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Mars rover points to watery past

Scientists following the NASA Mars rover believe they have found evidence of gravel once carried by a fast-moving ancient stream.

The roving laboratory, Curiosity, is on a two-year mission to determine whether Mars was ever able to support microbial life.

Proof of water once having been on the Red Planet has been found in the past, but this is the first time stream bed gravel has been documented.

Analysis of a slab of rock located between the crater's north rim and the base of Mount Sharp indicate a fast-moving stream of water once flowed there.

Images released on Thursday show rounded stones cemented into rock.

The rocky outcrop, called "Hottah," looks "like someone jack-hammered up a slab of city sidewalk, but it's really a tilted block of an ancient stream bed," project scientist John Grotzinger said.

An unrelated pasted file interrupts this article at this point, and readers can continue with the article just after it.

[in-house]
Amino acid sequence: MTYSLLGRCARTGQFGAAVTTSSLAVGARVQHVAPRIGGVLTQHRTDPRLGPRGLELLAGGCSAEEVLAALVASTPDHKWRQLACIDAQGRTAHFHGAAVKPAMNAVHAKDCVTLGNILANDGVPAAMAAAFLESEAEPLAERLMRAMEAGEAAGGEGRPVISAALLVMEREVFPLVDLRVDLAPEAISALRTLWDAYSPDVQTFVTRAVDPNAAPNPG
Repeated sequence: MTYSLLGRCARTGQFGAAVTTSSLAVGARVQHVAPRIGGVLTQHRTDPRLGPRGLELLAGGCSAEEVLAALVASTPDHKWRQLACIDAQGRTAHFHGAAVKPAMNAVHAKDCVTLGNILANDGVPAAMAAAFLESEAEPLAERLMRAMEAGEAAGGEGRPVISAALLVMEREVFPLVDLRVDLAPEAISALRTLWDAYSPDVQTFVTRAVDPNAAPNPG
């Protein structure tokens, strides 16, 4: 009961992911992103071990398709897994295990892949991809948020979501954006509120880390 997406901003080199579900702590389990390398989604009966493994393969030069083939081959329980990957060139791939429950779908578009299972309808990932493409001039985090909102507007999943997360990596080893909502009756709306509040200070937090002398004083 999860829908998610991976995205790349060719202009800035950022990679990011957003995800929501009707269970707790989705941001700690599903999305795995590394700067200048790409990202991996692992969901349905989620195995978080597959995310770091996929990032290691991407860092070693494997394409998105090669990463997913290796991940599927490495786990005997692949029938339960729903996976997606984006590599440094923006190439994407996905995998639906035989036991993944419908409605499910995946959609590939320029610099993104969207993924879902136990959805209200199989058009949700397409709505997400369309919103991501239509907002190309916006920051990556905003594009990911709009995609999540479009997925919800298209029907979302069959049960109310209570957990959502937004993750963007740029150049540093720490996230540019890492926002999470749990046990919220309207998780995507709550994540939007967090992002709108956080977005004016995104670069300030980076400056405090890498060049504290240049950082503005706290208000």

The stones inside the rock are too big to have been moved by wind, Curiosity scientist Rebecca Williams, with the Planetary Science Institute in Tucson, Arizona, said.

"The consensus of the science team is that these are water-transported gravel in a vigorous stream," Williams said.

Life on Mars?

The finding, however, does not necessarily point to life on Mars. While water could support life, it isn't proof of former life on Mars.

"The question about habitability goes beyond the simple observation of water on Mars," said lead scientist John Grotzinger at the California Institute of Technology.

"Certainly flowing water is a place where microorganisms could have lived. This particular kind of rock may or may not be a good place to preserve those components that we associate with a habitable environment," he said.

Looking ahead

Scientists have not yet decided whether to chemically analyze the slab of rock or wait and look for better targets in which to look for evidence of life.

The $2.5 billion Mars Science Laboratory Curiosity mission is NASA's first astrobiology mission since the 1970s-era Viking probes.

tm/av (AFP, dpa, Reuters)

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